Day trading is a profitable form of income for few individuals. The field is exceptionally challenging but can offer great rewards for those who are patient and committed to mastering the learning curve. Many traders isolate the stocks they believe will be "in play" for the day, and then trade those stocks exclusively. Selecting a stock for day trading is an art that involves hours of chart study. While the concepts are relatively straightforward, the high-stress environment of executing meaningful day trades often causes those new to the field to develop large losses.
Pick of list of favorite stocks or companies. Most day traders start with a list of at least 100 stocks, and then narrow it down from there. For day trading, seek stocks that are liquid. This means they are highly active with many participants. Many day traders will not consider stocks that trade fewer than 10 million shares on an average day. You can chart daily trading volume with most good stock trading software or on sites such as Google Finance or Yahoo! Finance.
Understand the concept of a "trending" stock. A trend simply means that a stock is moving in an overall single direction. But price charts often appear volatile and random. The Dow Theory presented a hundred years ago defined how a price chart should reflect a genuine trend. The theory states that an up trend occurs when the cycle of prices creates "higher highs and higher lows." As prices decline off a new high, they fail to fall as far as previous declines. After the decline, the stock rises up higher and forms a new high and the process continues indefinitely. A down trend is the mirror opposite of this.
Study the charts of each stock on your list to see how they have been behaving over the long term. While day trading involves opening and closing positions on the same day, it is still necessary to see the multi-month progress of a stock in order to understand how traders are likely to perceive any given day. Price trends can occur on any time frame. The chart of a stock's price over an entire year may resemble the chart shapes of the stock over a single day. A common goal in day trading is to capitalize on short-term trends that are building to help complete a larger long-term trend. Find stocks that are in a trend over several days, weeks or months.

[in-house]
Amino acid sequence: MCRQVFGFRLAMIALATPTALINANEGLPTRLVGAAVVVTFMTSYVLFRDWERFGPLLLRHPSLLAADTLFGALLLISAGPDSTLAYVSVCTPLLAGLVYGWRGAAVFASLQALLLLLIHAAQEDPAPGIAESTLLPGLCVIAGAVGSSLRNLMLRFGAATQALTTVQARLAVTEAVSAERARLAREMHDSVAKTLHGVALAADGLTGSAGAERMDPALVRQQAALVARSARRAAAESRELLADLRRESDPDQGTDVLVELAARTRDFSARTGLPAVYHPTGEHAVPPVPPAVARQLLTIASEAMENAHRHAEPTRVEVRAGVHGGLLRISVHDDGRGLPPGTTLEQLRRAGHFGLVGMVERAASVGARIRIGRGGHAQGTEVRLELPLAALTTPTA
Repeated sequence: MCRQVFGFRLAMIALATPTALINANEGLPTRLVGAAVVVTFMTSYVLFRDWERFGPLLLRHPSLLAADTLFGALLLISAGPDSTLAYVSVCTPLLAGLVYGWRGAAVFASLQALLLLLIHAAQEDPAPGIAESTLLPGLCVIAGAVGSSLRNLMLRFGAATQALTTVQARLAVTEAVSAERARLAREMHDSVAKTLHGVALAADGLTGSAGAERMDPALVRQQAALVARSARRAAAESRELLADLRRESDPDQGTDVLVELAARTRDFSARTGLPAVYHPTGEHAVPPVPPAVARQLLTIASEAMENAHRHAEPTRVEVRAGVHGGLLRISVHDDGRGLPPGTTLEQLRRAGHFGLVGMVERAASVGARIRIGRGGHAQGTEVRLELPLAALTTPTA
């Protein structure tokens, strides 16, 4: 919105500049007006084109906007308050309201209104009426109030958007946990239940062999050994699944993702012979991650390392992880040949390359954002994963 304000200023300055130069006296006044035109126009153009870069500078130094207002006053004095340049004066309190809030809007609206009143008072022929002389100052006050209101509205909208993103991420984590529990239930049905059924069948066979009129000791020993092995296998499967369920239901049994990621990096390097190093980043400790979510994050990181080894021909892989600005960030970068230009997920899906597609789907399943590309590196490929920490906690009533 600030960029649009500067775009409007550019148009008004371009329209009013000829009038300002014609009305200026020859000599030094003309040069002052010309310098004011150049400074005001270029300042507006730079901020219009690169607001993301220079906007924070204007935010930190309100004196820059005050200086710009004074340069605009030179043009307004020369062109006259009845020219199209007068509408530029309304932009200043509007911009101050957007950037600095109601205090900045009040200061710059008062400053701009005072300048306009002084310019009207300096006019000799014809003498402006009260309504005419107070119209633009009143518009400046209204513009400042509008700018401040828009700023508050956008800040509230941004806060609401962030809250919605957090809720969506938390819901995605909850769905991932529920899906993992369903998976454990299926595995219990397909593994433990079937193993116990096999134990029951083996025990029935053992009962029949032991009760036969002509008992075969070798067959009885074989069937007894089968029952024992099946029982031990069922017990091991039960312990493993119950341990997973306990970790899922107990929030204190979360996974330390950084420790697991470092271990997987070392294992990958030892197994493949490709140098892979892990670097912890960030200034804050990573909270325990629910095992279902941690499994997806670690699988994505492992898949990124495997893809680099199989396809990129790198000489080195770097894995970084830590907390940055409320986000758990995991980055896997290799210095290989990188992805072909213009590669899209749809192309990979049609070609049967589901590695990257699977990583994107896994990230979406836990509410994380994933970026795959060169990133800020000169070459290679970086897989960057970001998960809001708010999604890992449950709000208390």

Create intraday charts of medium duration for each stock you discovered to be in a long-term trend. Many day traders use 1-minute or 5-minute charts for trade execution, but you should study intraday charts of longer duration. A 1-hour chart would display one price point for each hour of the day over the course of many days.
Study these short-term intraday charts to further isolate those stocks which are trending on this small time frame in the same direction as the trend of the long-term time frame. This will narrow down your list further.
Create tight intraday charts over the last two or three days of the stocks that remain on your list. Use 5-minute or 10-minute charts and identify which stocks have exhibited a tendency to trend in the same direction as their larger trending patterns. When charts are created with such small increments, you are unlikely to see one overall pattern last for more than a couple hours. However you can identify those stocks that are demonstrating clear trending opportunities more often than others on the list.
Choose any stock on your list that has lasted through all three trend tests. If you are comfortable, you can monitor all the stocks that remain on your list, but this requires you to be more observant in real-time. This may be difficult for those new to the field.
Create a short-term intraday chart of 1-minute or 3-minute increments. During the normal trading session, watch this chart until a trend develops that moves in the same direction of the longer-term trends already discovered. Purchase a stock that is in an up trend on all time frames. The goal is that this short-term intraday trend will help power the next-larger time frame to continue its trend, which in turn influences the next-larger time frame.